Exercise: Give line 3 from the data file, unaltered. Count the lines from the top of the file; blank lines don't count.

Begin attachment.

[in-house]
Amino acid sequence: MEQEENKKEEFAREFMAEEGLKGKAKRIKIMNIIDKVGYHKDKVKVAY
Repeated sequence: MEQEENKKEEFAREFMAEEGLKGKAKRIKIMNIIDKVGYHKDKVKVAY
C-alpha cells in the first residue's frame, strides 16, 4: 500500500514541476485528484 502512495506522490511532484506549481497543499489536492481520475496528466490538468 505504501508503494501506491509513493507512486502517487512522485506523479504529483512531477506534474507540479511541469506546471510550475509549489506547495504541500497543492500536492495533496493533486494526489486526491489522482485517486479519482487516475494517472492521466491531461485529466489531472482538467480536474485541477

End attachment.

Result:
Repeated sequence: MEQEENKKEEFAREFMAEEGLKGKAKRIKIMNIIDKVGYHKDKVKVAY